- Important: All passwords were reset on 06/15/11. Old passwords will no longer work. Click here to retrieve your password.
- Subscribe to Our Free Dewsletter
We are non-commercial, all volunteer and supported by our readers. Please help sustain the Dew by making a donation.
Catching up with Vince Dooley
Southern icons don’t always fade away into the magnolia trees.
The sports legend talked this week in Atlanta about some of his activities.
• The coach’s passion for gardening grew when he audited UGA classes a dozen years ago. In early April, Looking Glass Books of Atlanta will publish Vince Dooley’s Garden: A Horticultural Journey of a Football Coach. The volume will include text by Dooley, photos and paintings by Steve Penley, who collaborated with Dooley previously on a football book.
• Dooley and his wife, Barbara, just returned from a Persian Gulf cruise off Dubai. The occasion? The couple mark their 50th wedding anniversary March 19.
• Irish eyes will be smiling on the Mobile, Ala., native this Saturday (March 13). He’s the grand marshal of the Atlanta St. Patrick’s Day parade.
• The Dooleys’ Athens home continues to undergo a major renovation. The main part of the home had to be demolished because of asbestos and mold. Dooley says the couple hopes to move back in from the pool house in late June. He joked that his only concession from Barbara was that he could keep his spectacular garden.
Dooley also will accompany the Georgia Battlefields Association and famed historian Ed Bearss this weekend on a tour of the fall 1864 Civil War campaign in northwest Georgia.
Few Bulldog fans know that Dooley, who served in the U.S. Marines Corps, earned a 1963 master’s degree in history while he was coaching at Auburn University. A year later, he became UGA’s head football coach.
For years, Dooley took a grandson to Civil War sites around the country, including Antietam, Vicksburg and Gettysburg.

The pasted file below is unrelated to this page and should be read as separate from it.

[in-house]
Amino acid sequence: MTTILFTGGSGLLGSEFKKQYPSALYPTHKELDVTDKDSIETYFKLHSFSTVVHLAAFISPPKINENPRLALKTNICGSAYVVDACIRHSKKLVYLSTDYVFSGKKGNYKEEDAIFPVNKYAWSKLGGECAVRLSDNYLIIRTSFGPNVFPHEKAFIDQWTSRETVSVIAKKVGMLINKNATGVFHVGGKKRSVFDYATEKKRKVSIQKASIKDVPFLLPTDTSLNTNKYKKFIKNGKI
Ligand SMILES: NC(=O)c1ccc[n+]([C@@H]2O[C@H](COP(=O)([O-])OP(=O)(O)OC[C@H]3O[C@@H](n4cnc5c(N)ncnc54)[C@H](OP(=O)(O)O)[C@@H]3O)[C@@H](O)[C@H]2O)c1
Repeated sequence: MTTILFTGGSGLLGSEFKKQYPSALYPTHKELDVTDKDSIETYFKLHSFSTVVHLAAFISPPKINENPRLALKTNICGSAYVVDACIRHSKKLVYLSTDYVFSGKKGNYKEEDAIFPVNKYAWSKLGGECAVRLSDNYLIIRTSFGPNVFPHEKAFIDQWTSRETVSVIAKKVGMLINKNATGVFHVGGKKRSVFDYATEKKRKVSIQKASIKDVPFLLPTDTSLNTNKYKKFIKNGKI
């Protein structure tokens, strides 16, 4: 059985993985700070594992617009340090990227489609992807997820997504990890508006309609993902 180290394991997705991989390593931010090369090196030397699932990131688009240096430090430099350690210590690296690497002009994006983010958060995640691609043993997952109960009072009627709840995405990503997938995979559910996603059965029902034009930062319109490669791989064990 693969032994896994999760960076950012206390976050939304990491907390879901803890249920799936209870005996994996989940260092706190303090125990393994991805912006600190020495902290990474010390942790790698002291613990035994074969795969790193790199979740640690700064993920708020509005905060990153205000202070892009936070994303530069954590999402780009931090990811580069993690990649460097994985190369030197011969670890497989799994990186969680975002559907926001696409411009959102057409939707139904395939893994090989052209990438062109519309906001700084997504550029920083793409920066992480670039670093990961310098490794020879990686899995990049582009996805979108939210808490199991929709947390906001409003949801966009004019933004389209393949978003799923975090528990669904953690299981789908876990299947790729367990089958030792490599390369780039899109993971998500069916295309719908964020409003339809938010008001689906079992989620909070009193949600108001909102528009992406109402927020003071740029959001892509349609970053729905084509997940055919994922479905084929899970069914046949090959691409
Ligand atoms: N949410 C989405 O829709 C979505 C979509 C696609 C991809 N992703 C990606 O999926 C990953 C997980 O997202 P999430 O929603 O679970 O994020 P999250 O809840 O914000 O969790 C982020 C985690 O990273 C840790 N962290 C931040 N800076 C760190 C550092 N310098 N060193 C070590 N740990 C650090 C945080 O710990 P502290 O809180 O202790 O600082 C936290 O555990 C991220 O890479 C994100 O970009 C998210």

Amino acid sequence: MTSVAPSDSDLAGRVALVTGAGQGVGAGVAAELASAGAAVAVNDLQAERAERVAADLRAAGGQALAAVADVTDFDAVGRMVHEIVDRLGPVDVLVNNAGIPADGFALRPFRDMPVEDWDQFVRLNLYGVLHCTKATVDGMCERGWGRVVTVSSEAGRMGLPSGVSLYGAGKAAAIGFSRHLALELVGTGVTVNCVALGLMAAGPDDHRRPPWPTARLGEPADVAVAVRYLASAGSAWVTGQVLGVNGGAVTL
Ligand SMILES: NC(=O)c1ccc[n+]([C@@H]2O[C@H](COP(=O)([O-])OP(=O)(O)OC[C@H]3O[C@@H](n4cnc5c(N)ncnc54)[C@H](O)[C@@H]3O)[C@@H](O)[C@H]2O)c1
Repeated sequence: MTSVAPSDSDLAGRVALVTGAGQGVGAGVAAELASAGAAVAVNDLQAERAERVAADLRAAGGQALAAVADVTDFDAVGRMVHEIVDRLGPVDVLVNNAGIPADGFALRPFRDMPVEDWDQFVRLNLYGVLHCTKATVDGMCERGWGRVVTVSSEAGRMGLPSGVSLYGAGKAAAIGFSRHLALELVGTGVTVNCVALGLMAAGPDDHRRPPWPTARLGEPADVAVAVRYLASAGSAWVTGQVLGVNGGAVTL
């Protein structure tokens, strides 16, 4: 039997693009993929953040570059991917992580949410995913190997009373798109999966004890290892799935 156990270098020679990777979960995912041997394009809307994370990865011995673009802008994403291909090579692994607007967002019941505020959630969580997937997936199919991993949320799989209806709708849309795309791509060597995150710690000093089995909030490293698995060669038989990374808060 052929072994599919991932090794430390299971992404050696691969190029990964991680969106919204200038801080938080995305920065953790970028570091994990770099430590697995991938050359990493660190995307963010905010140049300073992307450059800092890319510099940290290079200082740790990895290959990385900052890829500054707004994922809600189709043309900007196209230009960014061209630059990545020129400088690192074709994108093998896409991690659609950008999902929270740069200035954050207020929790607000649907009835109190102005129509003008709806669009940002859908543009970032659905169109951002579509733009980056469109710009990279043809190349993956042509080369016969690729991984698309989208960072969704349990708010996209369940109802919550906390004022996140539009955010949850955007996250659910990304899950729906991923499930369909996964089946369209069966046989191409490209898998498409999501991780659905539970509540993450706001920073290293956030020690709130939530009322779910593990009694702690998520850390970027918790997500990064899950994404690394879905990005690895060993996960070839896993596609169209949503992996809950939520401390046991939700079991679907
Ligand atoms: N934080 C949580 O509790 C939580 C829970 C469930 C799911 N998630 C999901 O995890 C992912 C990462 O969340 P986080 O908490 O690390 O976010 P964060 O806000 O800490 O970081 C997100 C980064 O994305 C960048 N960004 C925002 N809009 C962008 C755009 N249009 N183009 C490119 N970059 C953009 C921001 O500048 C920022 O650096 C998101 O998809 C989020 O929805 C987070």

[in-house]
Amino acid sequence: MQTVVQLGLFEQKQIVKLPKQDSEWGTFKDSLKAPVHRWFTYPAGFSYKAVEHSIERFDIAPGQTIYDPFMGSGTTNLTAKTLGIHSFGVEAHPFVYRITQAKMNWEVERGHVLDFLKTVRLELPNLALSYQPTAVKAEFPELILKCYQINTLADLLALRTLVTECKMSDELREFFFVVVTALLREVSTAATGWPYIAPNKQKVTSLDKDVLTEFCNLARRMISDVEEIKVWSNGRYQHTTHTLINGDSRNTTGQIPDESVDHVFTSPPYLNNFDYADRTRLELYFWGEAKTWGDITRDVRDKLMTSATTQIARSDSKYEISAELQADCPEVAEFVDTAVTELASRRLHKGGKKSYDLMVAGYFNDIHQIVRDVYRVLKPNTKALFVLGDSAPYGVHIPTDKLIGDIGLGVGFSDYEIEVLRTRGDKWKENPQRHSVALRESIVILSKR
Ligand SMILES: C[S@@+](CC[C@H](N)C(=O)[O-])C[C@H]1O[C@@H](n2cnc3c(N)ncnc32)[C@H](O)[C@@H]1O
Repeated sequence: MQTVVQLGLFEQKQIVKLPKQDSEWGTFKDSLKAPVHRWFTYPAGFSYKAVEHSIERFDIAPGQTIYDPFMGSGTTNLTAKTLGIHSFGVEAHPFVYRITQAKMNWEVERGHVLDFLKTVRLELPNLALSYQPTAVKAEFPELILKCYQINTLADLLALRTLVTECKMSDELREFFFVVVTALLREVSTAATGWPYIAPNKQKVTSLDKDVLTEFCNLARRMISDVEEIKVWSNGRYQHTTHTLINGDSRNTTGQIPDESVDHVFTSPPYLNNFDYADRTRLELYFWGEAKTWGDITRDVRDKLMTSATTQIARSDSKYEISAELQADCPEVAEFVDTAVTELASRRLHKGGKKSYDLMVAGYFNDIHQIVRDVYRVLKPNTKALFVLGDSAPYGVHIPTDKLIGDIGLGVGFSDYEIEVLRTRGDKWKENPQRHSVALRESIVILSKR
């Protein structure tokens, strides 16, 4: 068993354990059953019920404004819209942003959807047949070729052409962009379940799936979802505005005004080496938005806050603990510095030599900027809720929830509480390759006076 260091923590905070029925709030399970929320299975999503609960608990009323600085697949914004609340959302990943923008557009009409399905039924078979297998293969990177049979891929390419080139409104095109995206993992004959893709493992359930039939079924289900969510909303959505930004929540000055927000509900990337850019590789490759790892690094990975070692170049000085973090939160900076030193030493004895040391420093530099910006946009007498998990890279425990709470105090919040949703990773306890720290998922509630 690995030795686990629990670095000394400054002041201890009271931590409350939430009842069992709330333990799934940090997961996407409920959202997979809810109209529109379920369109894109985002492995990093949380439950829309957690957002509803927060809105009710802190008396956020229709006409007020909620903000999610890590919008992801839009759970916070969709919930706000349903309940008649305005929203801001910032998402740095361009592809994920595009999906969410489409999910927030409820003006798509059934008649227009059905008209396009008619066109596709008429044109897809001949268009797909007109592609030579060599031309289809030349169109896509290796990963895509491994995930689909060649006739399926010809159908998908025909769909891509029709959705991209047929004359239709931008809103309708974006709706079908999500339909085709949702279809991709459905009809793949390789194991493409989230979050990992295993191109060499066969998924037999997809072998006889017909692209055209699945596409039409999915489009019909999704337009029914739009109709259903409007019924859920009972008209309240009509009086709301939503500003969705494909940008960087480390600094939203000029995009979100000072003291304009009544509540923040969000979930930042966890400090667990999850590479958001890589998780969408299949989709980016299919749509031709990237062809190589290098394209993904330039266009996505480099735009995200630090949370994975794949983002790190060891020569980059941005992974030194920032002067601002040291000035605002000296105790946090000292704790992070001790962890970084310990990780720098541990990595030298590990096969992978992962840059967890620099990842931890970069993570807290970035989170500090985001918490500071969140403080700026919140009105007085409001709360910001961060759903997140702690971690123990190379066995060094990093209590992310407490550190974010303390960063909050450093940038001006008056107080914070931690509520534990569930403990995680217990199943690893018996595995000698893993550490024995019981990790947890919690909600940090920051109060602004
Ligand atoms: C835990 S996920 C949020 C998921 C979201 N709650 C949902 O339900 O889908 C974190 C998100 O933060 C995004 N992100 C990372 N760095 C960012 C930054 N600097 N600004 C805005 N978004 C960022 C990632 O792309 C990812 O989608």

“To walk in footsteps of history is so important,” the Civil War buff said.
Worthy of Comment
Also on the Dew
I looked over and the strange fact that Pamela Kheto was driving seemed perfectly normal, even though my sole contact with her in the last ten years was a brief meeting in a parking lot where she tried to recruit me for some kind of power-grab at her church. When I looked to the front I saw we were on rough terrain. I felt the bottom scraping on large boulders, finally hitting something huge that threatened to completely tie us up, the edge of a cliff actually, but our momentum carried us up and over, teetering on the edge a Read on →
"Where is the Love?" Kristof asks in his Thanksgiving column for the New York Times. Thanksgiving is a euphemistic feast. I still haven't found just the right term to describe cannibals bloodlessly and indirectly destroying and consuming their own kind. Some call it "sacrifice," but that too is a euphemism. "Symbolic predation" doesn't work because the injury and destruction are all too real. The culture of obedience preaches that less than lethal force is OK as long as there's an ulterior motive, better yet an ideological imperative. The culture of obedience inflicts force to impose peace. The U.S. is still destroying the village to Read on →
Last week Americans saw heavy media coverage of the death 50 years ago of President John F. Kennedy. I couldn't help but compare the aftermath and funeral of JFK with that of Abraham Lincoln, both victims of assassins. One reason this came to mind is because I had just finished a year-long project -- reading Carl Sandburg's six volume biography of Lincoln. (Altogether, it was about 2,400 pages, and that in small type. I gave myself a year to read it, and as a reward, could read a shorter book when I finished each volume.) Sandburg's massive biography is a great read, Read on →
Fantastic Meals. Number 95 of the Top 100 (Mostly Southern) Meals and Side Dishes of all Time If you were to ask me if I considered myself a soup lover, I would tell you “No” without even thinking about it. Isn’t it strange how I can tell a lie so easily; how I can fool myself into thinking things about the way I act that have no bearing on reality? I mean—I must be the Grand Marshall of Liars, for why else would I tell people—those both close to me and strangers—that I detest soups, stews, and their ilk? All one has to do t Read on →